Louis Sahagun and Ronald D. White / Los Angeles Times

(May 2, 2008) — Thousands of dockworkers at 29 West Coast ports took the day off Thursday, effectively shutting down operations at the busy complexes in what the union called a protest of the war in Iraq but employers worried might be a prelude to labor unrest.

The stand-down at ports including Los Angeles and Long Beach — which combined handle 40% of the imported goods arriving in the United States each year — idled ships and cranes, stranded thousands of big rigs and halted movement of about 10,000 containers during the eight-hour day shift.

The show of force by the International Longshore and Warehouse Union, which ended as workers reported for the Thursday night shift at Southern California’s twin ports, came two months before its contract expires with the Pacific Maritime Assn., a group of cargo carriers, terminal operators and stevedore companies.

The action also, as one labor historian put it, added significant support for May Day, which has become the preeminent working-class and protest event of the year. The union may have taken a calculated risk that allowing its members to participate was worth potentially aggravating employers in the middle of contract negotiations.

“This union looks at itself as the vanguard of the working class on the West Coast, and I think there was a sense that they needed to participate in this event,” said Nelson Lichtenstein, a UC Santa Barbara history professor and director of the school’s Center for the Study of Work, Labor and Democracy.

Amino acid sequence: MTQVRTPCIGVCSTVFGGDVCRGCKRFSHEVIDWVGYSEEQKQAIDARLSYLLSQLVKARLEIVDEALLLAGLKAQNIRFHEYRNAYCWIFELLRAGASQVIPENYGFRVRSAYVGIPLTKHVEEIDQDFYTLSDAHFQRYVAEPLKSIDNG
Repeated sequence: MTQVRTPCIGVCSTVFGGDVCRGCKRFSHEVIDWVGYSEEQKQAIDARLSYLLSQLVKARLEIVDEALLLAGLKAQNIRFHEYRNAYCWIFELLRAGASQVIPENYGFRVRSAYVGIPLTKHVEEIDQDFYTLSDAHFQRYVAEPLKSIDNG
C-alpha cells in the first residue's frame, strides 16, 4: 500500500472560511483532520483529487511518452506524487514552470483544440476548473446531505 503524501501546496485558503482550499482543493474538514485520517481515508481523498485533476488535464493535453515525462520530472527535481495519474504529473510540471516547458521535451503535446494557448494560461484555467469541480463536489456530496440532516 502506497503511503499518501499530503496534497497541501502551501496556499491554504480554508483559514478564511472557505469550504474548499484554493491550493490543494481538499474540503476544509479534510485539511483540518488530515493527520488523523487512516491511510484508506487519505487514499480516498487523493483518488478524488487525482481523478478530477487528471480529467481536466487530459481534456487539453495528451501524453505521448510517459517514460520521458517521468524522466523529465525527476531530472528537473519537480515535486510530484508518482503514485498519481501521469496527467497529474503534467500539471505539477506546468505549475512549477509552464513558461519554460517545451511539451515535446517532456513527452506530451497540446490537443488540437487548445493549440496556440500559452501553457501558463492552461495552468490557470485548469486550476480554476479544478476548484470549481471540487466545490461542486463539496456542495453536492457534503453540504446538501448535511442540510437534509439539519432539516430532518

At the ports of Los Angeles and Long Beach on Thursday morning, however, there were no antiwar activities — no protesters, no signs with antiwar sentiments and no indication of any large-scale opposition by dockworkers to U.S. policy in Iraq. The issue was discussed, union leaders said, during a private meeting of rank-and-file members at the ILWU Local 13 headquarters in Wilmington.

“We are supporting the troops and telling politicians in Washington that it’s time to end the war in Iraq,” union President Bob McEllrath said in a news release.

The union’s 25,000 members decided in early January to stand down on May 1. Their day off came despite an arbitrator’s order on Wednesday that they report to work. That order followed a Pacific Maritime Assn. complaint about the planned action, which it said violated contract obligations.

“Is this a voluntary war protest or a strike aimed at leveraging labor negotiation? We’re not sure,” said Steve Getzug, spokesman for the association. “We’re concerned. We thought these kinds of old tricks were a thing of the past.”